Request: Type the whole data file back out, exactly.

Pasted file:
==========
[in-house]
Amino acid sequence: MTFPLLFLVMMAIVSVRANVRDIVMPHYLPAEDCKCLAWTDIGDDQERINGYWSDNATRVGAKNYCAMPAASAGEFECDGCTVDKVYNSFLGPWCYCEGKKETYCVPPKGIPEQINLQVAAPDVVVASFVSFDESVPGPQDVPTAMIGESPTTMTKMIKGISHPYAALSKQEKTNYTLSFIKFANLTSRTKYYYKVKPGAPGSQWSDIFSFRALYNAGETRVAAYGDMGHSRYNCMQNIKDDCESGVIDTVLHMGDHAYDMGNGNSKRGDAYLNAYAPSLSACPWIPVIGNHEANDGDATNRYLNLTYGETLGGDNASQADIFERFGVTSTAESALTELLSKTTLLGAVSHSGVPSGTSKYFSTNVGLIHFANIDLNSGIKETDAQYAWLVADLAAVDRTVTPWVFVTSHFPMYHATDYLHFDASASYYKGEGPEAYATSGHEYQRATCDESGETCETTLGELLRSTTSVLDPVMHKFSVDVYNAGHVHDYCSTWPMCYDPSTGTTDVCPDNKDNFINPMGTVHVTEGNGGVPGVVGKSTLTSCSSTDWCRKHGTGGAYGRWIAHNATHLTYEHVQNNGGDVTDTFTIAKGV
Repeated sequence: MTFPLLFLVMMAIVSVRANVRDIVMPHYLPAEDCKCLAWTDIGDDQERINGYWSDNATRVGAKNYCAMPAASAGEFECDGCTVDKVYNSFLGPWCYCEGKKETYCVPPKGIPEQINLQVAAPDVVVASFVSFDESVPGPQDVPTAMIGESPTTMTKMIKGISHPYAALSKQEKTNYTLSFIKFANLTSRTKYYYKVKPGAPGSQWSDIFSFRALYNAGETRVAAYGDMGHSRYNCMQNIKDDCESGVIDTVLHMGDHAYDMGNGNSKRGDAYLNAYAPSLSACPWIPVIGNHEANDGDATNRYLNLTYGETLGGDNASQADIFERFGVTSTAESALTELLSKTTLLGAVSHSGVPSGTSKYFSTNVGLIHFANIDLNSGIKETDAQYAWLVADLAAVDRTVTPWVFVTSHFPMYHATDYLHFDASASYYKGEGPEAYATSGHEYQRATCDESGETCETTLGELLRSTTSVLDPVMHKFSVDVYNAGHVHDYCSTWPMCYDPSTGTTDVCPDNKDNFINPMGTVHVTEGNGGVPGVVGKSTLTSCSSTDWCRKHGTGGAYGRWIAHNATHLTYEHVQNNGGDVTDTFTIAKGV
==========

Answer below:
[in-house]
Amino acid sequence: MTFPLLFLVMMAIVSVRANVRDIVMPHYLPAEDCKCLAWTDIGDDQERINGYWSDNATRVGAKNYCAMPAASAGEFECDGCTVDKVYNSFLGPWCYCEGKKETYCVPPKGIPEQINLQVAAPDVVVASFVSFDESVPGPQDVPTAMIGESPTTMTKMIKGISHPYAALSKQEKTNYTLSFIKFANLTSRTKYYYKVKPGAPGSQWSDIFSFRALYNAGETRVAAYGDMGHSRYNCMQNIKDDCESGVIDTVLHMGDHAYDMGNGNSKRGDAYLNAYAPSLSACPWIPVIGNHEANDGDATNRYLNLTYGETLGGDNASQADIFERFGVTSTAESALTELLSKTTLLGAVSHSGVPSGTSKYFSTNVGLIHFANIDLNSGIKETDAQYAWLVADLAAVDRTVTPWVFVTSHFPMYHATDYLHFDASASYYKGEGPEAYATSGHEYQRATCDESGETCETTLGELLRSTTSVLDPVMHKFSVDVYNAGHVHDYCSTWPMCYDPSTGTTDVCPDNKDNFINPMGTVHVTEGNGGVPGVVGKSTLTSCSSTDWCRKHGTGGAYGRWIAHNATHLTYEHVQNNGGDVTDTFTIAKGV
Repeated sequence: MTFPLLFLVMMAIVSVRANVRDIVMPHYLPAEDCKCLAWTDIGDDQERINGYWSDNATRVGAKNYCAMPAASAGEFECDGCTVDKVYNSFLGPWCYCEGKKETYCVPPKGIPEQINLQVAAPDVVVASFVSFDESVPGPQDVPTAMIGESPTTMTKMIKGISHPYAALSKQEKTNYTLSFIKFANLTSRTKYYYKVKPGAPGSQWSDIFSFRALYNAGETRVAAYGDMGHSRYNCMQNIKDDCESGVIDTVLHMGDHAYDMGNGNSKRGDAYLNAYAPSLSACPWIPVIGNHEANDGDATNRYLNLTYGETLGGDNASQADIFERFGVTSTAESALTELLSKTTLLGAVSHSGVPSGTSKYFSTNVGLIHFANIDLNSGIKETDAQYAWLVADLAAVDRTVTPWVFVTSHFPMYHATDYLHFDASASYYKGEGPEAYATSGHEYQRATCDESGETCETTLGELLRSTTSVLDPVMHKFSVDVYNAGHVHDYCSTWPMCYDPSTGTTDVCPDNKDNFINPMGTVHVTEGNGGVPGVVGKSTLTSCSSTDWCRKHGTGGAYGRWIAHNATHLTYEHVQNNGGDVTDTFTIAKGV